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Characterization of the diversity and temporal stability of bacterial communities in human milk.

Hunt KM, Foster JA, Forney LJ, Schütte UM, Beck DL, Abdo Z, Fox LK, Williams JE, McGuire MK, McGuire MA - PLoS ONE (2011)

Bottom Line: Recent investigations have demonstrated that human milk contains a variety of bacterial genera; however, as of yet very little work has been done to characterize the full diversity of these milk bacterial communities and their relative stability over time.Specifically, we characterized the bacterial communities present in milk samples collected from 16 women at three time-points over four weeks.Results indicated that milk bacterial communities were generally complex; several genera represented greater than 5% of the relative community abundance, and the community was often, yet not always, stable over time within an individual.

View Article: PubMed Central - PubMed

Affiliation: Department of Animal and Veterinary Science, University of Idaho, Moscow, Idaho, United States of America.

ABSTRACT
Recent investigations have demonstrated that human milk contains a variety of bacterial genera; however, as of yet very little work has been done to characterize the full diversity of these milk bacterial communities and their relative stability over time. To more thoroughly investigate the human milk microbiome, we utilized microbial identification techniques based on pyrosequencing of the 16S ribosomal RNA gene. Specifically, we characterized the bacterial communities present in milk samples collected from 16 women at three time-points over four weeks. Results indicated that milk bacterial communities were generally complex; several genera represented greater than 5% of the relative community abundance, and the community was often, yet not always, stable over time within an individual. These results support the conclusion that human milk, which is recommended as the optimal nutrition source for almost all healthy infants, contains a collection of bacteria more diverse than previously reported. This finding begs the question as to what role this community plays in colonization of the infant gastrointestinal tract and maintaining mammary health.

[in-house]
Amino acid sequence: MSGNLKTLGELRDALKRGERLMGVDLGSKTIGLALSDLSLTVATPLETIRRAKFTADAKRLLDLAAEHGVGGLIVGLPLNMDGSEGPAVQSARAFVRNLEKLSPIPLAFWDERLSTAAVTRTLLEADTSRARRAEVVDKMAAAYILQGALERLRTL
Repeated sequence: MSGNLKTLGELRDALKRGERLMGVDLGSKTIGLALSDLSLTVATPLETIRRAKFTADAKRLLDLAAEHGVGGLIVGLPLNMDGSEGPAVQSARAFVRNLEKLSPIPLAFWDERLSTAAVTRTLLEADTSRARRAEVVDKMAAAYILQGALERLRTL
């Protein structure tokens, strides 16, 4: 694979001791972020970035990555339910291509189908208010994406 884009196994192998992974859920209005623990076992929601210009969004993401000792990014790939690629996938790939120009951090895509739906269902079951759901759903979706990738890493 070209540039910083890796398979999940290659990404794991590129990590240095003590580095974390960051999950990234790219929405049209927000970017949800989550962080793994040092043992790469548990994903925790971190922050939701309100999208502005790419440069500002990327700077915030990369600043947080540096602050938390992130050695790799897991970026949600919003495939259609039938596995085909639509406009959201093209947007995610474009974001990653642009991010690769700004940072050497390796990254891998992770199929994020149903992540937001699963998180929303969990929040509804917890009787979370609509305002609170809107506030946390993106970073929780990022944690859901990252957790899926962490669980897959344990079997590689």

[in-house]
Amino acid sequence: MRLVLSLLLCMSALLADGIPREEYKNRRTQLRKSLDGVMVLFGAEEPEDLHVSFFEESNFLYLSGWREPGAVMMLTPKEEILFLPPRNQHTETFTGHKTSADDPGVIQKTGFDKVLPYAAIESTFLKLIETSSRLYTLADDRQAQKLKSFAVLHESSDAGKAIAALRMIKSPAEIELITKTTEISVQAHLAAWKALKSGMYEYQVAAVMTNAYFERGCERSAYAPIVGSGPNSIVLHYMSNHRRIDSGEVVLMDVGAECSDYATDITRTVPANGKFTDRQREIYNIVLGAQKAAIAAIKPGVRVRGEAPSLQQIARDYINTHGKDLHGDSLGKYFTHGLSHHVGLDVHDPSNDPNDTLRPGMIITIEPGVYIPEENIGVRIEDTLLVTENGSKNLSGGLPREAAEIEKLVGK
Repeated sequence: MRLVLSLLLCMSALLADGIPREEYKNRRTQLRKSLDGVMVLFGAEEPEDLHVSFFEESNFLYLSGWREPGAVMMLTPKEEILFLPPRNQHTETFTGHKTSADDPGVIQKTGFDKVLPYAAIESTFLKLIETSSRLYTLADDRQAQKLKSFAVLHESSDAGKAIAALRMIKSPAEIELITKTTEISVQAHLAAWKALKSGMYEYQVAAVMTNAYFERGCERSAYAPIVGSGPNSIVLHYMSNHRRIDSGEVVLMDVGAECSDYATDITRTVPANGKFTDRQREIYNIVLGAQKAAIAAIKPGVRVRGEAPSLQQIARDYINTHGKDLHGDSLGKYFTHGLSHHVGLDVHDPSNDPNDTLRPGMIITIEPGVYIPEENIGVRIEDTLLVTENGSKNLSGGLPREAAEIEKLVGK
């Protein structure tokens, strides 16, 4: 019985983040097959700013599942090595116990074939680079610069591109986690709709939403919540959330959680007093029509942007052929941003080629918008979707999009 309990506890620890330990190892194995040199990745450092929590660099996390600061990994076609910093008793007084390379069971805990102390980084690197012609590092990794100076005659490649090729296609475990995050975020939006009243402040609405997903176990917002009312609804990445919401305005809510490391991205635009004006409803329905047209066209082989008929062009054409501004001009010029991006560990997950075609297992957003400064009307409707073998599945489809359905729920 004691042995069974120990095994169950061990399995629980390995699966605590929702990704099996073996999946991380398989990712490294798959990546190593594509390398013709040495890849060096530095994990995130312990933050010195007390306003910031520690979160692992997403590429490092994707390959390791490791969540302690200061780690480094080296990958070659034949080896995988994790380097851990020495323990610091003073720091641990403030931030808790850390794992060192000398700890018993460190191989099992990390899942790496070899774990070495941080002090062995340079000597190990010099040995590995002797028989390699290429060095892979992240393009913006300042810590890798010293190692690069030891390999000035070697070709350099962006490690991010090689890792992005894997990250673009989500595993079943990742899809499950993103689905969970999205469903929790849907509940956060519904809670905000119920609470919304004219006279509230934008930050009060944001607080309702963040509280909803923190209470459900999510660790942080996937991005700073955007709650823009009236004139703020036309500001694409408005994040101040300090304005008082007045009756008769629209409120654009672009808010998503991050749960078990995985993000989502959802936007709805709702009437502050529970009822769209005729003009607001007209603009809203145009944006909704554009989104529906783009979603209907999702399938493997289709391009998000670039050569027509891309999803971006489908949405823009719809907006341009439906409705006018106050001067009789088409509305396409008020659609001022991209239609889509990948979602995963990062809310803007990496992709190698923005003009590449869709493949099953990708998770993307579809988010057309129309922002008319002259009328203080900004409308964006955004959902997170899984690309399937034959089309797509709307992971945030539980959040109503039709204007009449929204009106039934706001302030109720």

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A small proportion of the total richness was persistent within subject and represented the majority of the community present.A. The number of OTUs (as defined by 97% sequence similarity) observed across all samples for each woman ranged from 100 to 600; however, only a small proportion of those OTUs were present in every sample from an individual subject-representing the individual core milk microbiome. B. The individual core milk microbiome for each woman was composed of the OTUs present in each of her samples. This relatively small number of OTUs represented the majority of the relative abundance of the community observed over time.